Igor Anton (Euskaltel) and Quintana soon joined the two Saxo Bank riders, as yet another Caja Rural rider, Marcos Garcia, took off from the Rodriguez group. He and Euskaltel's Amets Txurruka joined the other leaders.
Quintano went up the road again for Movistar, and he was joined by Euskaltel's Gorka Verdugo. Anton made the move up to them, and the three built up a small gap.
Froome was noticeably at the back end of the favourites' group, and soon started to fall back.
Seeing that, Valverde jumped, taking Contador and Rodriguez with him. They quickly caught Quintana and Anton, whilst Froome continued to go backwards. Quintana, who had been sent up the road earlier to set this move up, pulled the group up the mountain, soon building up a gap of 20 seconds.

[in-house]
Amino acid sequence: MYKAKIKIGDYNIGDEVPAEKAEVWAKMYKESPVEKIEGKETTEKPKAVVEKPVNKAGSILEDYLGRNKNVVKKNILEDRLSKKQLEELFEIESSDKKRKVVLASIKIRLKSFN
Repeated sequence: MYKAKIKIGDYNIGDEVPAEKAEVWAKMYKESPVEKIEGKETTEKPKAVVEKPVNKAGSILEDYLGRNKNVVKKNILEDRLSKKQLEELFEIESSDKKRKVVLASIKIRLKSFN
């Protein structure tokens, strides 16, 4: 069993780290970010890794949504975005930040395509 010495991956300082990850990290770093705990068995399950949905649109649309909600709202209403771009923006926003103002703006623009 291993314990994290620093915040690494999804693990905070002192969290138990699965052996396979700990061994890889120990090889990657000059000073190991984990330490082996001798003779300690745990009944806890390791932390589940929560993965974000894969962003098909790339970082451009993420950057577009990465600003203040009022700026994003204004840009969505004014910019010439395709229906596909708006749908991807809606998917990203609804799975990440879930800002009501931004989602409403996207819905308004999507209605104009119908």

Contador finally took off, but his perpetual shadow Rodriguez was right behind him, with Valverde and Quintana joining in.
The flamme rouge came on a slight descent, and Piedro, nearly forgotten, flew by the first lake. He had plenty of time to zip up his jersey and take the biggest win of his career, and a major triumph for his small Spanish team.
Contador jumped again, and Rodriguez slowly gave chase. Valverde seemed not able to go with them. Just beyond he 4km marker, Rodriguez and Contador were together, and they took the speed down again.
But they slowed down too much, as the two Movistar riders appeared out of nowhere to join them. The gap back to the Froome group was now 40 seconds, knocking the Briton off the podium. Again, it was Contador who jumped, with Rodriguez glued to his rear wheel. Valverde moved up to them, soon joined by the hard-working Quintana.
The four went together under the flamme rouge, with Quintana pulling the group into the final 500 meters. Valverde opened the sprint, and took it ahead of Rodriguez, with Contador as third in the group. They crossed the line about 9:20 behind winner Piedra.
Froome rallied enough to finish only 35 second down, but the damage had been done. The rest of the field dribbled over the line in small groups.